With a writer as confessional as Plath, her letters feel like a necessary part of her literary canon. I was surprised by just how much of The Bell Jar plot could be found in her letters. There’s even a note about a boy she dated, his name, the exact story, duplicated from letter to book. These letters provide a further window into the life of a brilliant writer who continues to captivate readers to this day. The work the editors did to transcribe and organize each letter must have been tremendous. I am extremely grateful for the time they spent to make more Plath writings available to the public and looking forward to volume 2 later this year.

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Book Review: The Ha-Ha

The details:

Title: The Ha-Ha
Author: Jennifer Dawson
Pages: 154
Genre: Fiction (first published in 1961)
Where to buy: Barnes & Noble

What is a brilliant young woman who lacks the knack of existing to do with her life? That is the question this powerful, short book by Jennifer Dawson poses to the reader. The title, The Ha-Ha, refers to a wall and the surrounding small patch of grass that acts as a point of separation between a mental hospital and the world outside. Josephine, our heroine, spends much of her time there, avoiding the issues of her life. Lacking an identity, she feels no more affinity to her name than to the clothes she wears. She was a student at Oxford before she had a mental breakdown.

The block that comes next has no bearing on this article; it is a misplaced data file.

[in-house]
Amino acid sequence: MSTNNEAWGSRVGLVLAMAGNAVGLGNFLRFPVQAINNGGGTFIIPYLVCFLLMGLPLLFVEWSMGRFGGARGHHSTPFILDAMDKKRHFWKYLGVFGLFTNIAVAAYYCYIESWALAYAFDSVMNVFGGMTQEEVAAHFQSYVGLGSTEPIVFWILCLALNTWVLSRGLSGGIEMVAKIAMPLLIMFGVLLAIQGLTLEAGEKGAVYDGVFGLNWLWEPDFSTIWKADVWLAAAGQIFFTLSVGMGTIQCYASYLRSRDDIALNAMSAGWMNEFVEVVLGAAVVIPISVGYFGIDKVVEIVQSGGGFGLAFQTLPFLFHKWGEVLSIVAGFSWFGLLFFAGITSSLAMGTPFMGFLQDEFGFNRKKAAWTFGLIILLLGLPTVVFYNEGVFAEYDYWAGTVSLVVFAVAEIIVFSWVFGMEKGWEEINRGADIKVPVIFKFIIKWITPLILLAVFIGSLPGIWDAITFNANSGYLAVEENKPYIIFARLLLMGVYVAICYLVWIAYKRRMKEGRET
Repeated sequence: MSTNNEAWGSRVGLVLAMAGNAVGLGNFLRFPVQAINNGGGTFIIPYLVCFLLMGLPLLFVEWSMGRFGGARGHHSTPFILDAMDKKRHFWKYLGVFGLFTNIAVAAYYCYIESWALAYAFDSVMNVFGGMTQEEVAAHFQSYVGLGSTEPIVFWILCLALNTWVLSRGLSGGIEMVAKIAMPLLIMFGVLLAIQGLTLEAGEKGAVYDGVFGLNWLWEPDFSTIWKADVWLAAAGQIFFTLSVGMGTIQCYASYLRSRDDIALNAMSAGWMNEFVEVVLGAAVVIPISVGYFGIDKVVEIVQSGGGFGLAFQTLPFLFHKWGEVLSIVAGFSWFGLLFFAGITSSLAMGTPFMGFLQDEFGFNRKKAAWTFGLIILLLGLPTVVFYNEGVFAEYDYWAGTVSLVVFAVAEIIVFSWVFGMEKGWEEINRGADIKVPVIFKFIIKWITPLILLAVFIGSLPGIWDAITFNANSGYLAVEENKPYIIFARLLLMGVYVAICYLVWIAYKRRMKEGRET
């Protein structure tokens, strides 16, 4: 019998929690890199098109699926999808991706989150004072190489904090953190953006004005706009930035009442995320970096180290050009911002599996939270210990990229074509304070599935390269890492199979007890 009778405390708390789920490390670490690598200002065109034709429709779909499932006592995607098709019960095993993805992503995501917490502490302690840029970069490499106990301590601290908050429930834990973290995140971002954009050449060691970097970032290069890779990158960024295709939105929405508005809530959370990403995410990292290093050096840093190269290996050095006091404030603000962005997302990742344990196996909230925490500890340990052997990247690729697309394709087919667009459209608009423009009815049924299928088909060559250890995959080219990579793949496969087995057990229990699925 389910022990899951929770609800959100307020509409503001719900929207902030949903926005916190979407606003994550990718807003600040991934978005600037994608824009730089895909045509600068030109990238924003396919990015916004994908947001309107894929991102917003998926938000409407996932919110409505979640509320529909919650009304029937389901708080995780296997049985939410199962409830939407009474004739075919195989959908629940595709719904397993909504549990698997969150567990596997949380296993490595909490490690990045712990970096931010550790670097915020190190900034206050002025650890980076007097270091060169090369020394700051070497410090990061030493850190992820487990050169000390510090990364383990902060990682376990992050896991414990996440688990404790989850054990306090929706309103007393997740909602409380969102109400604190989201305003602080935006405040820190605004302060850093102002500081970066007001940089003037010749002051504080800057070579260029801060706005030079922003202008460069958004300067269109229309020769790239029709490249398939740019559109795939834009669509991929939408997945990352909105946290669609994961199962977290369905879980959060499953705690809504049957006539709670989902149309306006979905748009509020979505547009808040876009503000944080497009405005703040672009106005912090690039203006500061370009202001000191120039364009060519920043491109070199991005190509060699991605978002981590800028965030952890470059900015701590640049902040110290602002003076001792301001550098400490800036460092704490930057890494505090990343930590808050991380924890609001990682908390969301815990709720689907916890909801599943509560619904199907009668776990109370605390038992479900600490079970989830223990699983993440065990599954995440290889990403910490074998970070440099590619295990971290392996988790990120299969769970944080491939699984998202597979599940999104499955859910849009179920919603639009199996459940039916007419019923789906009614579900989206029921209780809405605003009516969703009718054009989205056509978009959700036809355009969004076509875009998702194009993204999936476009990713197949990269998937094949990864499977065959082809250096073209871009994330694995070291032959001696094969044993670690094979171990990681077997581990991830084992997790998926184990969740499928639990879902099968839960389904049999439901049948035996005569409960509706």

In the course of Josephine’s recovery, a nun in charge of her ward takes a special interest in her, stopping in for chats and leaving small gifts of sweets when she leaves. The nun gets Josephine a job in the nearby town cataloging books for an elderly couple. The reader feels the irony of the situation: Josephine neatly organizing books when she can’t find her own place in society. The story is interspersed with Josephine’s reminisces about her difficult mother who died in a tragic fire.